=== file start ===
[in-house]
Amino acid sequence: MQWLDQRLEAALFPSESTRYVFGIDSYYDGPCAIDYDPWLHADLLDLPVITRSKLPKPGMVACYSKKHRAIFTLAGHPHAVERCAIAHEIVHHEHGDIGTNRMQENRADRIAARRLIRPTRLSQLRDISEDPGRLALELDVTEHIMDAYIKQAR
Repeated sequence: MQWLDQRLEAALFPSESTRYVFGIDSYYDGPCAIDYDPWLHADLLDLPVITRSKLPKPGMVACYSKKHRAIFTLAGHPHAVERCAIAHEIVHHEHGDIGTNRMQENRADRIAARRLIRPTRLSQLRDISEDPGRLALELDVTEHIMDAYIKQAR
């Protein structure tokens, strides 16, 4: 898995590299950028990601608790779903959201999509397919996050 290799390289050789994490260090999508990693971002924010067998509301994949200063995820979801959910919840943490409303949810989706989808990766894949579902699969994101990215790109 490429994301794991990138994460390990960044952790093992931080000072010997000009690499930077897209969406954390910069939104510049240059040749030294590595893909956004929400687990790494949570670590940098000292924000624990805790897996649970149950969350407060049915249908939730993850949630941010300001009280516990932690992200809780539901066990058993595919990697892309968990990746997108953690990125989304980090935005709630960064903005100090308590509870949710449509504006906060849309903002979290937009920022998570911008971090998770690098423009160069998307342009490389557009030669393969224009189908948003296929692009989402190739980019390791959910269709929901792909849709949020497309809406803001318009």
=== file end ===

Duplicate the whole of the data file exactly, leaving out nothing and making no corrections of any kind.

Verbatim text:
[in-house]
Amino acid sequence: MQWLDQRLEAALFPSESTRYVFGIDSYYDGPCAIDYDPWLHADLLDLPVITRSKLPKPGMVACYSKKHRAIFTLAGHPHAVERCAIAHEIVHHEHGDIGTNRMQENRADRIAARRLIRPTRLSQLRDISEDPGRLALELDVTEHIMDAYIKQAR
Repeated sequence: MQWLDQRLEAALFPSESTRYVFGIDSYYDGPCAIDYDPWLHADLLDLPVITRSKLPKPGMVACYSKKHRAIFTLAGHPHAVERCAIAHEIVHHEHGDIGTNRMQENRADRIAARRLIRPTRLSQLRDISEDPGRLALELDVTEHIMDAYIKQAR
């Protein structure tokens, strides 16, 4: 898995590299950028990601608790779903959201999509397919996050 290799390289050789994490260090999508990693971002924010067998509301994949200063995820979801959910919840943490409303949810989706989808990766894949579902699969994101990215790109 490429994301794991990138994460390990960044952790093992931080000072010997000009690499930077897209969406954390910069939104510049240059040749030294590595893909956004929400687990790494949570670590940098000292924000624990805790897996649970149950969350407060049915249908939730993850949630941010300001009280516990932690992200809780539901066990058993595919990697892309968990990746997108953690990125989304980090935005709630960064903005100090308590509870949710449509504006906060849309903002979290937009920022998570911008971090998770690098423009160069998307342009490389557009030669393969224009189908948003296929692009989402190739980019390791959910269709929901792909849709949020497309809406803001318009």